“In Frontier With Church, the artist makes direct reference to the procession encountered by Dante and Matilda at the summit of Mount Purgatory, interpreted in the temporal contexts of proselytism, migration, and trade, on their way to paradise. With Matilda—who clearly prepares Dante for his meeting with Beatrice—Dante witnesses a procession which forms an allegory within the allegory, somewhat like Shakespeare’s play with a play, in which the characters are walking symbols rather than real people. Alexander’s tableau is thus intended to represent the earthly paradise, a borderline space between earth and divine sanctuary: a frontier with attendants, messengers, custodians, and cargo. The tension revolves around human figures rendered with extreme realis, concurring in the creation of the moment before Dante’s meeting with the woman who (allegorically) symbolizes the path to God. All the creatures of the tableau are life-sized and share the real space occupied by the Viewer/s. They have a spectral presence within that space which silently enacts a living history.”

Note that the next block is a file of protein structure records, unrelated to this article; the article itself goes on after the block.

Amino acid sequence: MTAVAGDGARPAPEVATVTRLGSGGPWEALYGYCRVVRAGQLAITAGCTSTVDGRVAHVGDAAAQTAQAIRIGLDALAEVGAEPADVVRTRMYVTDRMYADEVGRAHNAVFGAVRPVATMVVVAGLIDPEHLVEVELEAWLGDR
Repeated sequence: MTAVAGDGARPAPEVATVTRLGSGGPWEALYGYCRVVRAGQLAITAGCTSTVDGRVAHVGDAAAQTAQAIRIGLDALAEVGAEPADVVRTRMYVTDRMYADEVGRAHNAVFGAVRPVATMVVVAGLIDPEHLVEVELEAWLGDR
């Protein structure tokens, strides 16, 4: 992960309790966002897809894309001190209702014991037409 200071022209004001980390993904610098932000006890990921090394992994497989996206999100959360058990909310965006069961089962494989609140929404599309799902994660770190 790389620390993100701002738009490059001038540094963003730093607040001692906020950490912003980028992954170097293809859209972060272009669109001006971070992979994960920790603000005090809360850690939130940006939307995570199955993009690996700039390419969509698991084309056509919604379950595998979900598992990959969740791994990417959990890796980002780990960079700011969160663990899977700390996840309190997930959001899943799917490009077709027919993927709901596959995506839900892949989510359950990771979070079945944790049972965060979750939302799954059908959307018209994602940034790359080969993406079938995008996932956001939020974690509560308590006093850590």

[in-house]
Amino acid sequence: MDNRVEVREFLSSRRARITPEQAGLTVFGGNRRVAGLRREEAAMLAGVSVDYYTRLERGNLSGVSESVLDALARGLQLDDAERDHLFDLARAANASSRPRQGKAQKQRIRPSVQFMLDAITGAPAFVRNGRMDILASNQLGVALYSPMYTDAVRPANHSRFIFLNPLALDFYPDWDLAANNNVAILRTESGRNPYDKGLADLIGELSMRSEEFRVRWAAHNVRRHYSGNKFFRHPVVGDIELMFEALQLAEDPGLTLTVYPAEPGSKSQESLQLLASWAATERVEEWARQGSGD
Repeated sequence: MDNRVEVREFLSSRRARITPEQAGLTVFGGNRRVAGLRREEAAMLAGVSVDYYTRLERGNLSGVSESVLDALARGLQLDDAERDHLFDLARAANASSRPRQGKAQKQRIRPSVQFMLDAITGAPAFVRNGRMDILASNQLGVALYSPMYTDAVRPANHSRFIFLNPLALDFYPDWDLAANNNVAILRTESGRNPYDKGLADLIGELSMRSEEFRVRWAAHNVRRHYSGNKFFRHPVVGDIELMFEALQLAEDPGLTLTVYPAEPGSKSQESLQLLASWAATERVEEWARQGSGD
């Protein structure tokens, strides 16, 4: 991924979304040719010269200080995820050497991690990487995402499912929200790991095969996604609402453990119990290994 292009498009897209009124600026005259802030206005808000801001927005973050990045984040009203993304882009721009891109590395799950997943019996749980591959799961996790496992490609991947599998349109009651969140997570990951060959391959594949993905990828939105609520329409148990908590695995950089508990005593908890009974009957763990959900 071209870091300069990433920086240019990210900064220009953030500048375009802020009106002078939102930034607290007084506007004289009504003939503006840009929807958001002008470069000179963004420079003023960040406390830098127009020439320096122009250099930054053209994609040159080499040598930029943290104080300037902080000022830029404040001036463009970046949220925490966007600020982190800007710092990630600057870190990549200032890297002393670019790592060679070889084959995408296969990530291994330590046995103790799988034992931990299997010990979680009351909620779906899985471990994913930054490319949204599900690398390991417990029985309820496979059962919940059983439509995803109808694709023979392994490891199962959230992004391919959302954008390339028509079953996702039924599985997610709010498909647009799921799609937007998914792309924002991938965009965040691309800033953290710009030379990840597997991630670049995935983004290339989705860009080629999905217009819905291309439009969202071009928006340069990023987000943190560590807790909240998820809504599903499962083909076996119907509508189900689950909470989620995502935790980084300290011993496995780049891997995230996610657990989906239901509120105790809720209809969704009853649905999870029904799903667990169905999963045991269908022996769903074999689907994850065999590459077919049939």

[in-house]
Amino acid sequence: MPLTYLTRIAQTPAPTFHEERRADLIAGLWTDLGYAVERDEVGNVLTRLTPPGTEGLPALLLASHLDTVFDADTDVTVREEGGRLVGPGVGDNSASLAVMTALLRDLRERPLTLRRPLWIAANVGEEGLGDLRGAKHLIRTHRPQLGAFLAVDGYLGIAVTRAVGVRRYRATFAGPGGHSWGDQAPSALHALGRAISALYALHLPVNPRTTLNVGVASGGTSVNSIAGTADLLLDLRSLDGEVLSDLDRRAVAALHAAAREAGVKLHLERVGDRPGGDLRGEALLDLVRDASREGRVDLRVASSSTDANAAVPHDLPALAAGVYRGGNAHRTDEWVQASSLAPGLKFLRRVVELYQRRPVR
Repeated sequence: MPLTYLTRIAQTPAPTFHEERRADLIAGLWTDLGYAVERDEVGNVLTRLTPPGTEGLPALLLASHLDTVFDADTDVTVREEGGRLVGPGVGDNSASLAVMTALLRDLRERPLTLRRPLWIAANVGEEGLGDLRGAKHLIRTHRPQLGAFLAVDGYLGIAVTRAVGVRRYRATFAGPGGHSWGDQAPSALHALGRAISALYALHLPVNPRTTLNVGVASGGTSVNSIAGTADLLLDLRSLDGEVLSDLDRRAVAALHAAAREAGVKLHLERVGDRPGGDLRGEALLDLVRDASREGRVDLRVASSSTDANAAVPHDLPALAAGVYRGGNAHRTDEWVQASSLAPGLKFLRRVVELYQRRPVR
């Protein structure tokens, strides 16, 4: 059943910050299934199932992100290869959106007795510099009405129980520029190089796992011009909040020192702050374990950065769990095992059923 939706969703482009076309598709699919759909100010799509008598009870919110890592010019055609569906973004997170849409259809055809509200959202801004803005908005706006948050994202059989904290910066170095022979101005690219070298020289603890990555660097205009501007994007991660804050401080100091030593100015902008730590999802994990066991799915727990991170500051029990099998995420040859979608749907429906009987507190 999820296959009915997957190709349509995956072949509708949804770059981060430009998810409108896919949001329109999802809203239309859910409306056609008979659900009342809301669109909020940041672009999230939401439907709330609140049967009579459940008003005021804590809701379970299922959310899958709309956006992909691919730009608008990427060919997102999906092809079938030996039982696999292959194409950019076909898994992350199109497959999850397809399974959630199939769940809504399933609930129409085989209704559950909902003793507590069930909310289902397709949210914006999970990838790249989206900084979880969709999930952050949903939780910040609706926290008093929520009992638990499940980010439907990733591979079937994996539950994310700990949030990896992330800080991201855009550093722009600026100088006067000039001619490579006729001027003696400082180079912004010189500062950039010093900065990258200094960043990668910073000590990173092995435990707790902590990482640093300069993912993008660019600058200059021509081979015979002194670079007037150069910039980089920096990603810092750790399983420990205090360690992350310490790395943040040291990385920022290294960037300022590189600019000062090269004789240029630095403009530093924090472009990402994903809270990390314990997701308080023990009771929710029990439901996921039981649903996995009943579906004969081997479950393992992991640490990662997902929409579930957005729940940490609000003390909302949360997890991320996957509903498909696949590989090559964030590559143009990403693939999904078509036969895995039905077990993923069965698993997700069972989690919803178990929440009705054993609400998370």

From The Divine Comedy: Heaven, Purgatory, and Hell Revisited by Contemporary African Artists by Simon Njami.
For more on the South African artist, see Wikipedia.